Facebook Building Cryptocurrency-Based Payments System
Social-media giant is recruiting financial firms, merchants to help launch payments platform. Facebook Building Cryptocurrency-Based Payments System
Facebook Inc. is recruiting dozens of financial firms and online merchants to help launch a cryptocurrency-based payments system on the back of its gigantic social network.
The effort, should it succeed, threatens to upend the traditional, lucrative plumbing of e-commerce and would likely be the most mainstream application yet of cryptocurrency. It comes as the social-media giant is under intense pressure from regulators, users and shareholders to address privacy shortcomings.
At the heart of the initiative, under way for more than a year and code-named Project Libra, is a digital coin that its users could send to each other and use to make purchases both on Facebook and across the internet, according to people familiar with the matter.
Facebook’s secretive plans for a new payments system involve both investments from traditional financial firms and the potential for users to be rewarded for their activity on the platform.
Hurdles to the project are high. Cryptocurrencies have so far failed to catch on in payments. The existing system is full of entrenched interests and technology clogs.
And Facebook’s battered standing with users, investors and regulators make it a delicate time to plow into new territory.
Working in its favor: One-third of the world’s people log on monthly to Facebook, and they all need to buy things.
A spokeswoman for Facebook’s blockchain efforts declined to comment, referring to a previous statement that it “is exploring many different applications.”
Seeking total investments of about $1 billion, Facebook has talked to financial institutions including Visa Inc., Mastercard Inc. and payment processor First Data Corp. , the people said. The money would underpin the value of the coin to protect it from the wild price swings seen in bitcoin and other cryptocurrencies, they said.
Facebook is also talking to e-commerce companies and apps about accepting the coin, and would seek smaller financial investments from those partners, one of the people said.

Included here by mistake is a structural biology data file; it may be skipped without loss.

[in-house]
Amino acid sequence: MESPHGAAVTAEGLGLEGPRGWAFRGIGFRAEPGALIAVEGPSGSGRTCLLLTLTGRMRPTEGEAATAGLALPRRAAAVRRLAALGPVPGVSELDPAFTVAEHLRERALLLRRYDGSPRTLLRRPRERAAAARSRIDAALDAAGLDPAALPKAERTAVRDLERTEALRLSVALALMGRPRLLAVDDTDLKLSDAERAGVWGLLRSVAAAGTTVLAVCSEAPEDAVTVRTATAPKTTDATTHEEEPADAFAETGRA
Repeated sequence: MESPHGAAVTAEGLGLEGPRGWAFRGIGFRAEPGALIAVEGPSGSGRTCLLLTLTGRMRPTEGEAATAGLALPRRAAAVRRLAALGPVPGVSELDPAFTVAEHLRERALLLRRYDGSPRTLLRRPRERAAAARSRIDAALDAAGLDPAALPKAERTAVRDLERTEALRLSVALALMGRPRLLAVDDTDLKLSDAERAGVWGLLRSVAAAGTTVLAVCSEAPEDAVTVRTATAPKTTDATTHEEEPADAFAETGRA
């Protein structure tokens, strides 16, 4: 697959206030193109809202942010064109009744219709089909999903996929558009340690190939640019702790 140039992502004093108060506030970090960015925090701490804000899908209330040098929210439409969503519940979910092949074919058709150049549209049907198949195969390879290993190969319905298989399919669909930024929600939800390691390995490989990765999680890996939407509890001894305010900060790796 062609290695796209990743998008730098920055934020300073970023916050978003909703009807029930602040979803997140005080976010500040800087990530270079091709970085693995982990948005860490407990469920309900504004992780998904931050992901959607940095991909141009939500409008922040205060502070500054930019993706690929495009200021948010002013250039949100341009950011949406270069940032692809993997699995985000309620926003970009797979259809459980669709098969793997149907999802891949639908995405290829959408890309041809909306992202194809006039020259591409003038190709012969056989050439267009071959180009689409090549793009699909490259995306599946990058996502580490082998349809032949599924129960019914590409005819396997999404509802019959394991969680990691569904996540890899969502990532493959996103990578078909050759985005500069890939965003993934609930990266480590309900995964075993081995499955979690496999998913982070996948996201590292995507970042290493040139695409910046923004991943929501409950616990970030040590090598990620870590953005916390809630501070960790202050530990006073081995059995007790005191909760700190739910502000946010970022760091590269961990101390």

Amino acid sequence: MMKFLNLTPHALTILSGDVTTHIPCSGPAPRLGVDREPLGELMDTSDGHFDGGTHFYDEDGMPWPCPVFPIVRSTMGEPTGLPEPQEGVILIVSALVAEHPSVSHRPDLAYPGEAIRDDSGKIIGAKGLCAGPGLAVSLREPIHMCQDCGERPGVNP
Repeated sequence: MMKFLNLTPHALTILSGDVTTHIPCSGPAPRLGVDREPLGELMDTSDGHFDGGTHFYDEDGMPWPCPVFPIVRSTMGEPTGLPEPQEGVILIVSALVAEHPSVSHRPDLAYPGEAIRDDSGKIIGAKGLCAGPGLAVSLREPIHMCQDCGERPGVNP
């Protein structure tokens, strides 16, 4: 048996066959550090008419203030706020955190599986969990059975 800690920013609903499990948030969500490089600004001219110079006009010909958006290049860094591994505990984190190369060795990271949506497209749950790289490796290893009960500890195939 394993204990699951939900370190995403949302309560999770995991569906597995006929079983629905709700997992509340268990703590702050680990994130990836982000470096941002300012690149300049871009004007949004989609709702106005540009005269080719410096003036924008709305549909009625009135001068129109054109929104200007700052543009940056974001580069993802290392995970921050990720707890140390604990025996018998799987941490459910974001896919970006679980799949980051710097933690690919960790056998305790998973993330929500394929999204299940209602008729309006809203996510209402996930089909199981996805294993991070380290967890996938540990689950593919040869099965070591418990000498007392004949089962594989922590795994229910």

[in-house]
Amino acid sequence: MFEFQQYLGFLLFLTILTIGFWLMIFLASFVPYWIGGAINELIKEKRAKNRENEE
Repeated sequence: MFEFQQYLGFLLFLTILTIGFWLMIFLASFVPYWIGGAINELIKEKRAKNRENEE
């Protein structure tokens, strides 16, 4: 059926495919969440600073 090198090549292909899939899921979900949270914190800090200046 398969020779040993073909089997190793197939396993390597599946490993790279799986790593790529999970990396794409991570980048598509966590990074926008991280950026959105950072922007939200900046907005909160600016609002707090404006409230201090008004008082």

Bloomberg News reported in December that Facebook was working on a digital coin that users of its WhatsApp messaging service could use to transfer money, with a focus on overseas remittances. The New York Times reported in February that the company was seeking to raise as much as $1 billion for the project.
Facebook is following rivals including Apple Inc. and Amazon.com Inc. into the financial lives of its users. Each has explored or launched major financial products in the past year, joining with traditional financial firms to manage the logistics and regulatory burdens.
Facebook aims to burrow more deeply into the lives of its users. It is building a type of checkout option that consumers could use on other websites, some of the people said. Similar to how a Facebook profile can be used to log into hundreds of websites (including The Wall Street Journal), Facebook envisions allowing those credentials to be selected as a payment method when users buy goods online.
One idea under discussion is Facebook paying users fractions of a coin when they view ads, interact with other content or shop on its platform—not unlike loyalty points accrued at retailers, some of the people said.
This would reward the kind of genuine interaction that Facebook, beset by bots and hate speech, has been trying to encourage. It could also blunt criticism that the company makes billions of dollars on the backs of its users, sometimes in troubling or invasive ways.
Creating a so-called stablecoin backed by government currency better positions it as a legitimate payment method rather than a speculative bet. The volatility of bitcoin and other cryptocurrencies that aren’t backed by hard assets has hampered their usefulness in payments.
Facebook has for years tried to crack into the payments markets, with discussions dating back to the run-up to its 2012 initial public offering. In 2014 it hired PayPal Holdings Inc. President David Marcus and has been adding engineers and products heads steeped in payments and blockchain in recent years. Facebook Building Cryptocurrency-Based
Now Facebook must bend a variety of stakeholders to its vision. Most immediately are Visa and Mastercard Inc., whose networks handle the vast majority of credit and debit card payments in the U.S.
If it succeeds, the project threatens the card networks’ dominance over global payments. Facebook comes armed with more than 1.5 billion daily users, many of them in developing countries where social-media sites provide the backbone of internet commerce.
The pitch to merchants is a break on fees, one of the people said. Facebook envisions eliminating swipe and other card processing fees that merchants pay on transactions, which are typically around 2% to 3% and are collected by banks, payments processors and networks such as Visa.
It is also working to tie online purchases more closely to ads. One idea being considered is that users could click ads to buy a product and pay with Facebook tokens, which the retailer could then recycle to pay for more ads, one person said.